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In a recent decision of the Hong Kong Court of Appeal in Breton Jean v. 香港麗翔公務航空有限公司, the Court of Appeal upheld the decision of the District Court in its findings pertaining to what constitutes a “rest day” for employees.
The plaintiff worked as a pilot for the defendant which was a jet management company. He was summarily dismissed in December 2016 and brought a claim against his former employer at the District Court for payment in respect of his “rest days” and wages in lieu of notice, as he alleged the summary dismissal was wrongful.
One of the central issues concerned what constitutes “days off” for an employee. The plaintiff argued that whenever he was placed on “standby duty”, during which he was required to turn on his mobile phone and be ready to report for duty on short notice, he should not be regarded as having a “day off”. During the entirety of his employment period, the plaintiff was either on flight duty or standby duty, except such time when he was on annual leave. When he was on standby duty, he was required to be accessible via his work phone.
The defendant argued that there was an understanding between the parties that all days on which the plaintiff was not flying and was resting at home or at another location were considered by the parties to be “off days” or “rest days”. Furthermore, even if being contactable could be equated with being on standby, the plaintiff was not “on duty” for merely being on standby but could only be regarded as such if he were called upon to actually provide services. In particular, the defendant did not have any system in place by which it would inform crew members of their rest days or days off.
The court noted that relevant industry guidelines provided helpful background for the purpose of construing the plaintiff’s employment contract, and that the defendant did not draw a distinction between a “rest day” and a “day off”. The court was therefore required to examine section 2 of the Employment Ordinance which provides a definition of “rest day”, being “a continuous period of not less than 24 hours during which an employee is entitled to abstain from working for his employer“.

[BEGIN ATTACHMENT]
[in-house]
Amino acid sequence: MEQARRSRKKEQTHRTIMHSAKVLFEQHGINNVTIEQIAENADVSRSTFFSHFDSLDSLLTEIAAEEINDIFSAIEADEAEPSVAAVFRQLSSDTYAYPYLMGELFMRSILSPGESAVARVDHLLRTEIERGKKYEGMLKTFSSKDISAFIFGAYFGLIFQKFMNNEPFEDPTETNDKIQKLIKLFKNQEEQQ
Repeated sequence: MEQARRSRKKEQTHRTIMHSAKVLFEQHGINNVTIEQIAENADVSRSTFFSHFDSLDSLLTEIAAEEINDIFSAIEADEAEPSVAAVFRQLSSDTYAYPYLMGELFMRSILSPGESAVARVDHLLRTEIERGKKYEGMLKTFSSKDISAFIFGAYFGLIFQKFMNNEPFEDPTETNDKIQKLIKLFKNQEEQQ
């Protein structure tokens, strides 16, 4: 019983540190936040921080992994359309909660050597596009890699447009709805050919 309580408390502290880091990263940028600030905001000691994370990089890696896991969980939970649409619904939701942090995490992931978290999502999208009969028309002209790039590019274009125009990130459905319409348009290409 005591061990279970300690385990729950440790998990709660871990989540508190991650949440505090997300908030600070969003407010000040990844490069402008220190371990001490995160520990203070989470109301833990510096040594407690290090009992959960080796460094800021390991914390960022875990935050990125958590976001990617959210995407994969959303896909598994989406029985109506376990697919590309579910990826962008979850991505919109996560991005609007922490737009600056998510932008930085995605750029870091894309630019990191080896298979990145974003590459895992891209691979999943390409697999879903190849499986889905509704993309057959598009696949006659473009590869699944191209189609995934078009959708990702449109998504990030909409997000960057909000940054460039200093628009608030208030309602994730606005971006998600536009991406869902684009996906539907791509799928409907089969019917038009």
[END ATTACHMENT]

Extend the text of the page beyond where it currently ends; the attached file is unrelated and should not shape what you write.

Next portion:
Following trial on 22 January 2021, the District Court found in favour of the plaintiff in respect of the rest day issue. The court accepted the plaintiff’s position that his “standby” days were not “rest days“, and therefore awarded the plaintiff HK$665,361.01.
The defendant appealed. The Court of Appeal dismissed the appeal and found that:
- the nature of the “standby” period (i.e. ready to answer phone calls and report to work) constitutes “standby duty“, as defined under clause 6 of the plaintiff’s employment contract and that such periods constituted “duty period“;
- the meaning of “day off” only applies when “reckoning” a “day off” but “does not explain” what constitutes a “day off“. And “as a matter of ordinary language“, having a “day off” and being on “duty period” are mutually exclusive – thus, when the plaintiff is on a “duty period“, he cannot have that same day as a “day off“; and
- the above interpretation is consistent with the definition of “rest day” as defined in the Employment Ordinance. It is noted that this is analogous to the case of Leung Ka Lau v. Hospital Authority, in which doctors on-call were also held to be not on a “rest day“.
The dispute arose in this case largely because the defendant did not provide a schedule or roster showing details of flying duty periods, other duty periods and rest periods, which resulted in the plaintiff being constantly put on standby, except when he was on flight duty or annual leave. After the plaintiff was dismissed, the defendant started to implement a roster system.
Failure to grant at least one rest day in every period of seven days is an offence. Employees should not be directed to work or be required to be on standby duty during their rest days. A rest day cannot be properly regarded as such if any requirements or restrictions have been placed on the employee to do something, such as making themselves available or being contactable, or to refrain from doing something (e.g., in the case of pilots, the consumption of alcohol). Employers are therefore reminded to properly schedule staff rotations and to ensure they comply with the statutory requirement to grant rest days.
January 10, 2023
Authors: Richard Keady (Partner), Jenny Zhuang (Of Counsel)
 [2022 HKCA 1736], 28 November 2022.
 Unreported, HCA 1924/2922, 1 March 2006.